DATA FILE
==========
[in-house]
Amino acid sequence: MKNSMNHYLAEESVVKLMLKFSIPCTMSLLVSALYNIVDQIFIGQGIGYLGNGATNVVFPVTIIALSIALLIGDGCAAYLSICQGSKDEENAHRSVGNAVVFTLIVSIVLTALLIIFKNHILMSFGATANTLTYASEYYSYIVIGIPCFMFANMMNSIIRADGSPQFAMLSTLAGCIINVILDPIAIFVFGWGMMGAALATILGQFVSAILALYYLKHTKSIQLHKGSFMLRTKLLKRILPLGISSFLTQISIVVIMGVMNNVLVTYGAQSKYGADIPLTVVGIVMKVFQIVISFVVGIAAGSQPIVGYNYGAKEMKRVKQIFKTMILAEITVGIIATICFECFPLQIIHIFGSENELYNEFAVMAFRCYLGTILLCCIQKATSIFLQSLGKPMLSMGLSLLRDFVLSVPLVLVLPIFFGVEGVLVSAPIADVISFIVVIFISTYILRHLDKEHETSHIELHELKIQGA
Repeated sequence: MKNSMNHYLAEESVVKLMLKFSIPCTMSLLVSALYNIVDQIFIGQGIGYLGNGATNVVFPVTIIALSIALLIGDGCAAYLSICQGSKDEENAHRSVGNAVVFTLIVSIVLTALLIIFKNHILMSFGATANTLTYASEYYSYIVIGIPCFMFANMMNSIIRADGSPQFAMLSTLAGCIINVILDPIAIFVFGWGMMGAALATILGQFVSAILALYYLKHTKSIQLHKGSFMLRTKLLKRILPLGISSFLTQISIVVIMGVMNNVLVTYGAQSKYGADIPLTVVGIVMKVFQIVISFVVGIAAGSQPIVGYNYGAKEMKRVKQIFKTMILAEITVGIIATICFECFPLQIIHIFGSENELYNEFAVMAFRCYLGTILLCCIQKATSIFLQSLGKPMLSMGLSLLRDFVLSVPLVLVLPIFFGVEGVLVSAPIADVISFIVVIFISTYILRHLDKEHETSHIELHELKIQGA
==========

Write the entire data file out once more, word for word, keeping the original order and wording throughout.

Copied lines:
[in-house]
Amino acid sequence: MKNSMNHYLAEESVVKLMLKFSIPCTMSLLVSALYNIVDQIFIGQGIGYLGNGATNVVFPVTIIALSIALLIGDGCAAYLSICQGSKDEENAHRSVGNAVVFTLIVSIVLTALLIIFKNHILMSFGATANTLTYASEYYSYIVIGIPCFMFANMMNSIIRADGSPQFAMLSTLAGCIINVILDPIAIFVFGWGMMGAALATILGQFVSAILALYYLKHTKSIQLHKGSFMLRTKLLKRILPLGISSFLTQISIVVIMGVMNNVLVTYGAQSKYGADIPLTVVGIVMKVFQIVISFVVGIAAGSQPIVGYNYGAKEMKRVKQIFKTMILAEITVGIIATICFECFPLQIIHIFGSENELYNEFAVMAFRCYLGTILLCCIQKATSIFLQSLGKPMLSMGLSLLRDFVLSVPLVLVLPIFFGVEGVLVSAPIADVISFIVVIFISTYILRHLDKEHETSHIELHELKIQGA
Repeated sequence: MKNSMNHYLAEESVVKLMLKFSIPCTMSLLVSALYNIVDQIFIGQGIGYLGNGATNVVFPVTIIALSIALLIGDGCAAYLSICQGSKDEENAHRSVGNAVVFTLIVSIVLTALLIIFKNHILMSFGATANTLTYASEYYSYIVIGIPCFMFANMMNSIIRADGSPQFAMLSTLAGCIINVILDPIAIFVFGWGMMGAALATILGQFVSAILALYYLKHTKSIQLHKGSFMLRTKLLKRILPLGISSFLTQISIVVIMGVMNNVLVTYGAQSKYGADIPLTVVGIVMKVFQIVISFVVGIAAGSQPIVGYNYGAKEMKRVKQIFKTMILAEITVGIIATICFECFPLQIIHIFGSENELYNEFAVMAFRCYLGTILLCCIQKATSIFLQSLGKPMLSMGLSLLRDFVLSVPLVLVLPIFFGVEGVLVSAPIADVISFIVVIFISTYILRHLDKEHETSHIELHELKIQGA